So, the very structure of human action is always directed towards the good. Given any set of options that you have, human beings will try to choose the best option as they see it. So, Jeffrey Dahmer could have stayed home and watched TV; he could have visited a sick friend; he could have gone to the library; he could have gone to the movies; but of all the options available he chose to lure people back to his apartment and kill them and eat them. Why is that? Because he thought that was in some way the best use of his time. Now, he was terribly mistaken about that. This is why this proviso that we always choose the good as we see it is so important, because the fact is that we see things often wrongly. We’re often quite deluded about what we see as good, but we still choose that thing that we see to be the best.

Those people who said, “I know what’s good, but I just don’t want to do it. I know it’s good to give money to charity, but I just want to spend it on beer.” I’ve heard people say that. My response is, “Well, what you’re really saying is this. I know that people say it’s ‘good’ to give money to charity, but I don’t really believe that. Because if you really believed it, you wouldn’t just be spending it on self-indulgence.” A lot of people will say that they know certain things, but they really don’t know in the sense that they wholeheartedly believe it to be true.

But Socrates says, “If you know something to be good, you will do it. If you are mistaken about that thing, you’ll do something that’s not good. You’ll do an evil thing only under the guise of good.” You only do evil, he says, out of ignorance of the good.

This is an enormously important claim. It’s controversial. And we’ll have plenty of opportunity to kick it around and debate it. We’ll look at Aristotle’s critique of this, and I’ll try to show that Aristotle ultimately gives in to Socrates, even though he tries to criticize him.

Numbers twelve and thirteen are just different versions of number eleven. Evil action only happens out of ignorance of the good and virtue is knowledge of the good, vice is ignorance of the good.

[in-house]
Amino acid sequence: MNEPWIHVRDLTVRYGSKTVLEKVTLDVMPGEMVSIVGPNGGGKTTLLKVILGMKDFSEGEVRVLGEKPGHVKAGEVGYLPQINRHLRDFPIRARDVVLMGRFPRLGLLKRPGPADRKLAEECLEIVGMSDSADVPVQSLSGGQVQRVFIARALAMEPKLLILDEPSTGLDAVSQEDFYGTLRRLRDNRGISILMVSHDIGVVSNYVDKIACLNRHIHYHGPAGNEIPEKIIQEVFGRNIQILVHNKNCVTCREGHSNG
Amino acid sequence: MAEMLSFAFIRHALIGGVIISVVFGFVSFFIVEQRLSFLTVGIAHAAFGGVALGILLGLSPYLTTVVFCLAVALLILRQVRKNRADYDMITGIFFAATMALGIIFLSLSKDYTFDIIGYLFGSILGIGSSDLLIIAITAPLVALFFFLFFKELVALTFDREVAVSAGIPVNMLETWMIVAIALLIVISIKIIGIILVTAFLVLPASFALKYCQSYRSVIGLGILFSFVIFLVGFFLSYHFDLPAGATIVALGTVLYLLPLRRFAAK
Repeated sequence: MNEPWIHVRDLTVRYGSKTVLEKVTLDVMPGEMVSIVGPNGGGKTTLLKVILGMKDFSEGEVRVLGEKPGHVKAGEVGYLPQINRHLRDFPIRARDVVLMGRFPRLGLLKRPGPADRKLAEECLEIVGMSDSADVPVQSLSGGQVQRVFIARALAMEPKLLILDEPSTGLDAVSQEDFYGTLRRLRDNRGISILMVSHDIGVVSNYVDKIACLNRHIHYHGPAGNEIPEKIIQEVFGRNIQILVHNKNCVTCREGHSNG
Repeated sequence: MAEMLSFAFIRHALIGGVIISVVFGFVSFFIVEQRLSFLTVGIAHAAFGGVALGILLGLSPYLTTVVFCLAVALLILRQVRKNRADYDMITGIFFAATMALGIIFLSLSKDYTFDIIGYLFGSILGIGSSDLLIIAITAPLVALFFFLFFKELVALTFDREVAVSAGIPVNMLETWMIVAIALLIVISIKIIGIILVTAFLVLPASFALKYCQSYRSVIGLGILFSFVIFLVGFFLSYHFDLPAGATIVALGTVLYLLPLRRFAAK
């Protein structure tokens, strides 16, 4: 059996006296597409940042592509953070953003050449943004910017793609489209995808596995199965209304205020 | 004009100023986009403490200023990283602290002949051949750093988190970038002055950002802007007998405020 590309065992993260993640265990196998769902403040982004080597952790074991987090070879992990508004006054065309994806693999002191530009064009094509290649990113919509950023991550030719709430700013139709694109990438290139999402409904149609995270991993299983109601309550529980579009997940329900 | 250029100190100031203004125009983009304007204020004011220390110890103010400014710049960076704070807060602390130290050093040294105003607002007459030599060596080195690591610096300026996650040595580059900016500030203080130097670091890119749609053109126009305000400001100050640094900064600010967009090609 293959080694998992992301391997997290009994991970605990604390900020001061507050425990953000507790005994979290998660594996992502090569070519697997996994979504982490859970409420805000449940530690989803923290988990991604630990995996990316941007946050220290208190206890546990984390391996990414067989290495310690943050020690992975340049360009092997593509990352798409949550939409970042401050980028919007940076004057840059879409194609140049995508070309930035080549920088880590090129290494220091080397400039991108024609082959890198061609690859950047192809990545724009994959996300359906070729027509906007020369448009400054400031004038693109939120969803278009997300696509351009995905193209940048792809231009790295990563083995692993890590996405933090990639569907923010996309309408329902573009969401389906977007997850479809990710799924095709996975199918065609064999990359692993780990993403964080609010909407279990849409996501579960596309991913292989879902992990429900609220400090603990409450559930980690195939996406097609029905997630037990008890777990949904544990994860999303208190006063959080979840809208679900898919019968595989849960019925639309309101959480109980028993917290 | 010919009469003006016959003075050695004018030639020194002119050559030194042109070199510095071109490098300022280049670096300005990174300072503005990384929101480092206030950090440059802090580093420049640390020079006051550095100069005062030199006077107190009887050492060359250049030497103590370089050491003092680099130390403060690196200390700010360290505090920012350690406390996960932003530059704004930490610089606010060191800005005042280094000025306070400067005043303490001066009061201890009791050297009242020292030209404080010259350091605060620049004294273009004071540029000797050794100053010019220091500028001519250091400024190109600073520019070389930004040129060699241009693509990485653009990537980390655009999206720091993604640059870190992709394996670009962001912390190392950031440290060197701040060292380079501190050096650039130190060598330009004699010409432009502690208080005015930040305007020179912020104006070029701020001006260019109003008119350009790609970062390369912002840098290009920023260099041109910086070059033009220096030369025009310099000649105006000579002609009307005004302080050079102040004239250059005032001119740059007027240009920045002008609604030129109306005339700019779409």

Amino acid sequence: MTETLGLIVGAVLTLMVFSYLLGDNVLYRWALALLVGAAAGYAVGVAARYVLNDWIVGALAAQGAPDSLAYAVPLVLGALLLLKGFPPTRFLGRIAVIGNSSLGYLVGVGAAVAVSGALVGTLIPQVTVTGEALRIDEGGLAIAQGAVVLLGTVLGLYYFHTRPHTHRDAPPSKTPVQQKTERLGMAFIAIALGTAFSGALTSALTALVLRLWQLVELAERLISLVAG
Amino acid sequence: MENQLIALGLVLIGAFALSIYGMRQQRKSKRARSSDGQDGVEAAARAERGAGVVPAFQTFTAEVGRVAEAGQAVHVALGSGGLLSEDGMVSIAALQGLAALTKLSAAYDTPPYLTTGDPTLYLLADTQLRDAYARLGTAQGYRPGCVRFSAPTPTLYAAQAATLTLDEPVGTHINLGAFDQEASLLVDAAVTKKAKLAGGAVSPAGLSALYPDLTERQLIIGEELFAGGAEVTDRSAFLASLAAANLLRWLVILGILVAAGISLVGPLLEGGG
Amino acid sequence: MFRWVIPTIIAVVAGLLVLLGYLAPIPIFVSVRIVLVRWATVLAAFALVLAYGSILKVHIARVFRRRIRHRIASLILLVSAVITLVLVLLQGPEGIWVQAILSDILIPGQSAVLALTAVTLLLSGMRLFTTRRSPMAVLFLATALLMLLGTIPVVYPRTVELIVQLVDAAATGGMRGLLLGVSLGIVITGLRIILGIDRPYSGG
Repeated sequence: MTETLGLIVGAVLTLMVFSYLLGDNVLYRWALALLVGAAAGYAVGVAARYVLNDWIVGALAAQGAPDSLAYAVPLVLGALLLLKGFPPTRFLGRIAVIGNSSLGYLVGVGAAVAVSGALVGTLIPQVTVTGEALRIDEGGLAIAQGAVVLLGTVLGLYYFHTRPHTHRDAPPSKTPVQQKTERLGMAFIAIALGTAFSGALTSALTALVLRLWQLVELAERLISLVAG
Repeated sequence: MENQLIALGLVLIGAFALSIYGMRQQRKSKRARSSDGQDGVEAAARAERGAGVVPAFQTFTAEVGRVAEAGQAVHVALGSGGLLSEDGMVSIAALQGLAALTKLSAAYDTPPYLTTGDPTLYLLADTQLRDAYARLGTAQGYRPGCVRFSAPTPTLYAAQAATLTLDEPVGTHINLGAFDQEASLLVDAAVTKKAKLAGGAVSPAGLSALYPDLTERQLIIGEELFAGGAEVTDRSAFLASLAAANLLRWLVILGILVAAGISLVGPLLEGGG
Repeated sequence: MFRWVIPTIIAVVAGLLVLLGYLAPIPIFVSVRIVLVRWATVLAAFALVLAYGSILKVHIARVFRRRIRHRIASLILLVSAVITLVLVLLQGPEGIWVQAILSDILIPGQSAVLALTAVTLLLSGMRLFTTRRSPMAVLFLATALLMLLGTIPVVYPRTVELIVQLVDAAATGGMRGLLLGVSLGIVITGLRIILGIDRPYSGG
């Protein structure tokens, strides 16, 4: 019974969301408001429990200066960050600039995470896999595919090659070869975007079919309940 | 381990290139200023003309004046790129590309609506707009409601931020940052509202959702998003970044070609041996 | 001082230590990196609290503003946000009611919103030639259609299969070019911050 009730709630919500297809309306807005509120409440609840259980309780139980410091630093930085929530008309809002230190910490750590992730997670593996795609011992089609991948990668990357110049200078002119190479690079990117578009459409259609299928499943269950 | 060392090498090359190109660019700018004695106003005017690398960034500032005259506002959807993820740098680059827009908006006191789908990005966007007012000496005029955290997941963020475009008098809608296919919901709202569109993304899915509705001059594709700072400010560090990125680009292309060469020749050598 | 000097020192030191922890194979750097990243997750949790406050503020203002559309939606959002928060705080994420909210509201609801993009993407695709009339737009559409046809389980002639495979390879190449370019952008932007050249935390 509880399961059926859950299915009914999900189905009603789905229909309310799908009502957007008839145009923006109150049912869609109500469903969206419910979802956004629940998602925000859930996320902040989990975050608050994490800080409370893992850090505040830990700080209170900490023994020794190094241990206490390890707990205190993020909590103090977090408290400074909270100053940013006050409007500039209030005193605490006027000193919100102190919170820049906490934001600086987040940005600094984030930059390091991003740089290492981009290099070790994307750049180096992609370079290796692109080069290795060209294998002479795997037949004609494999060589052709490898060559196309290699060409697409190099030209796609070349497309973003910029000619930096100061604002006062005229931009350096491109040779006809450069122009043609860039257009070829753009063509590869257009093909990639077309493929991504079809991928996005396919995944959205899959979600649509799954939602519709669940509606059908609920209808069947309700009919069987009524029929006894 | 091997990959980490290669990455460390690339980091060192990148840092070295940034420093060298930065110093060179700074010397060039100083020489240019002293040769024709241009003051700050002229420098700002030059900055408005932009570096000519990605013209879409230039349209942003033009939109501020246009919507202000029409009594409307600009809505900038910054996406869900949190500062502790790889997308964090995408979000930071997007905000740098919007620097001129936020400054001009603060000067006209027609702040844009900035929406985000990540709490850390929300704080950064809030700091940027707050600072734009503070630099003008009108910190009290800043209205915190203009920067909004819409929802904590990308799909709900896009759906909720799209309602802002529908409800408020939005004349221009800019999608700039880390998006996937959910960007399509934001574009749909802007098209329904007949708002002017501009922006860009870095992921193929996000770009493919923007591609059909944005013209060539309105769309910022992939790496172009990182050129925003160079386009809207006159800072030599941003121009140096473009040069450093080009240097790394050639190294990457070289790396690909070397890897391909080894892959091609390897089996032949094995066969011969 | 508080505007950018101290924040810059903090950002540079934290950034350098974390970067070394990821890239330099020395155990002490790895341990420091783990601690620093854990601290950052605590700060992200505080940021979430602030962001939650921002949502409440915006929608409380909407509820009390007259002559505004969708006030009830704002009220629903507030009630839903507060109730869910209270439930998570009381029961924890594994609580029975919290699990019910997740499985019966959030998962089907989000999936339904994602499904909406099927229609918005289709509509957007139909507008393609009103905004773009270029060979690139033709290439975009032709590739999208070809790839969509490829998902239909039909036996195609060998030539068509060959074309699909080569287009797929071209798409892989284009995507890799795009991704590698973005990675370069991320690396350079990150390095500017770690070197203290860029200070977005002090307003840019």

When you talk about a virtuous person or an excellent person, we’re simply saying that they have a certain amount of knowledge of the good. When we’re talking about vicious people, we’re talking about people who are somehow systematically deluded about where their own good lies.

Let’s go to number fourteen. “The soul is susceptible of structural and dynamic analysis.” What does that mean? Structural analysis means you can break something down into its parts, and dynamic analysis means that it has certain forces that expend themselves or express themselves in time, and you can look at those forces over time as well as sort of timeless structures, a cross-section, if you will, of the soul.

Now, fifteen is the structural analysis, if you will. “The soul has parts.” And he calls them reason, spirit, and desire, and “these parts can function together in harmony, which is what we call spiritual health, and in disharmony, which is spiritual disease.” So, there are parts of the soul, and we’ll go into that in much more detail later, and the parts can function together harmoniously or disharmoniously in a way that’s strictly analogous to the parts of the body. The parts of the body, the limbs and organs and tissues of the body, are differentiated yet the can function together in a harmonious or a disharmonious way. We call the harmonious functioning of the body health and disharmony in the parts illness.

Sixteen: “The soul also has a dynamic power,” and Plato calls this eros or love. He has many descriptions of this. We’ll look at a couple passages from the Symposium where he describes this in the next lecture. Eros is the soul’s longing for growth towards the good. It’s a longing for completion, for self-actualization, and ultimately, he’s going to argue, for immortality. The soul not only wants to have the good, its own good, but it wants to have it forever. This is the inner meaning of love for Plato. Eros is the desire for the good of the soul, which is aroused by the beauty of the body. So, beauty, and physical beauty in particular, arouses eros, but ultimately what it is directed towards is something beyond the beautiful and beyond the physical, which is the good of the soul and not of the body.